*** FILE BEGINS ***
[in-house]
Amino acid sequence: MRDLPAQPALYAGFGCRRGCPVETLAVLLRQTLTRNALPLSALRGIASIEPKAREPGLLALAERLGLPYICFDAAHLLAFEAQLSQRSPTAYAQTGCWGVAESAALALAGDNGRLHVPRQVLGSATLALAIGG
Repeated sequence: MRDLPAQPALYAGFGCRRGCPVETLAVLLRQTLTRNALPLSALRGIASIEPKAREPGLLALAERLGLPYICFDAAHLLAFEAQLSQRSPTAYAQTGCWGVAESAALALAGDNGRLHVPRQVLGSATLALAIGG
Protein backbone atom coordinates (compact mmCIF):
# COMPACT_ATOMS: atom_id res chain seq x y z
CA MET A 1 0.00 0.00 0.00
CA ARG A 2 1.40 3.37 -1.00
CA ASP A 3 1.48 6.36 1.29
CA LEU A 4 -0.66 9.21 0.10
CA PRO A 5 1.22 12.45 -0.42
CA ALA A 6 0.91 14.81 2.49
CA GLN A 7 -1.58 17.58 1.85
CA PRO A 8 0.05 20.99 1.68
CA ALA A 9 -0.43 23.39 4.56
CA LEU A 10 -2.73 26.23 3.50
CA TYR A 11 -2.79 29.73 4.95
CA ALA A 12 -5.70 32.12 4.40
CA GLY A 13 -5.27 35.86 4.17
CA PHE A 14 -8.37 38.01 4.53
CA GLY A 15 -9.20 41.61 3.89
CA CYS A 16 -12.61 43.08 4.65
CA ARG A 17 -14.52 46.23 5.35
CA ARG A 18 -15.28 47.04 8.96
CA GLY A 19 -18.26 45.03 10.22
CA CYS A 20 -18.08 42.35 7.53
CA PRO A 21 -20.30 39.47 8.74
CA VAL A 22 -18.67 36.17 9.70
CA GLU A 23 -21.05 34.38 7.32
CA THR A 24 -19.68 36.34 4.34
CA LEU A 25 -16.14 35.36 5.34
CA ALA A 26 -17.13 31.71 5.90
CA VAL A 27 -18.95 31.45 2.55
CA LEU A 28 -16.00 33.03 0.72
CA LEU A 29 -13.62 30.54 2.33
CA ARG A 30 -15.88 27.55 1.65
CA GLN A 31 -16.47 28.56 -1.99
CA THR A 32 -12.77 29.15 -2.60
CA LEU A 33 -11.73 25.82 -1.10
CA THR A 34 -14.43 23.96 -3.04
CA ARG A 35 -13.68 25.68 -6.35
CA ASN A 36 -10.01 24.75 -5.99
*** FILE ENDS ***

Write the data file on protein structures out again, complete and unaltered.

[in-house]
Amino acid sequence: MRDLPAQPALYAGFGCRRGCPVETLAVLLRQTLTRNALPLSALRGIASIEPKAREPGLLALAERLGLPYICFDAAHLLAFEAQLSQRSPTAYAQTGCWGVAESAALALAGDNGRLHVPRQVLGSATLALAIGG
Repeated sequence: MRDLPAQPALYAGFGCRRGCPVETLAVLLRQTLTRNALPLSALRGIASIEPKAREPGLLALAERLGLPYICFDAAHLLAFEAQLSQRSPTAYAQTGCWGVAESAALALAGDNGRLHVPRQVLGSATLALAIGG
Protein backbone atom coordinates (compact mmCIF):
# COMPACT_ATOMS: atom_id res chain seq x y z
CA MET A 1 0.00 0.00 0.00
CA ARG A 2 1.40 3.37 -1.00
CA ASP A 3 1.48 6.36 1.29
CA LEU A 4 -0.66 9.21 0.10
CA PRO A 5 1.22 12.45 -0.42
CA ALA A 6 0.91 14.81 2.49
CA GLN A 7 -1.58 17.58 1.85
CA PRO A 8 0.05 20.99 1.68
CA ALA A 9 -0.43 23.39 4.56
CA LEU A 10 -2.73 26.23 3.50
CA TYR A 11 -2.79 29.73 4.95
CA ALA A 12 -5.70 32.12 4.40
CA GLY A 13 -5.27 35.86 4.17
CA PHE A 14 -8.37 38.01 4.53
CA GLY A 15 -9.20 41.61 3.89
CA CYS A 16 -12.61 43.08 4.65
CA ARG A 17 -14.52 46.23 5.35
CA ARG A 18 -15.28 47.04 8.96
CA GLY A 19 -18.26 45.03 10.22
CA CYS A 20 -18.08 42.35 7.53
CA PRO A 21 -20.30 39.47 8.74
CA VAL A 22 -18.67 36.17 9.70
CA GLU A 23 -21.05 34.38 7.32
CA THR A 24 -19.68 36.34 4.34
CA LEU A 25 -16.14 35.36 5.34
CA ALA A 26 -17.13 31.71 5.90
CA VAL A 27 -18.95 31.45 2.55
CA LEU A 28 -16.00 33.03 0.72
CA LEU A 29 -13.62 30.54 2.33
CA ARG A 30 -15.88 27.55 1.65
CA GLN A 31 -16.47 28.56 -1.99
CA THR A 32 -12.77 29.15 -2.60
CA LEU A 33 -11.73 25.82 -1.10
CA THR A 34 -14.43 23.96 -3.04
CA ARG A 35 -13.68 25.68 -6.35
CA ASN A 36 -10.01 24.75 -5.99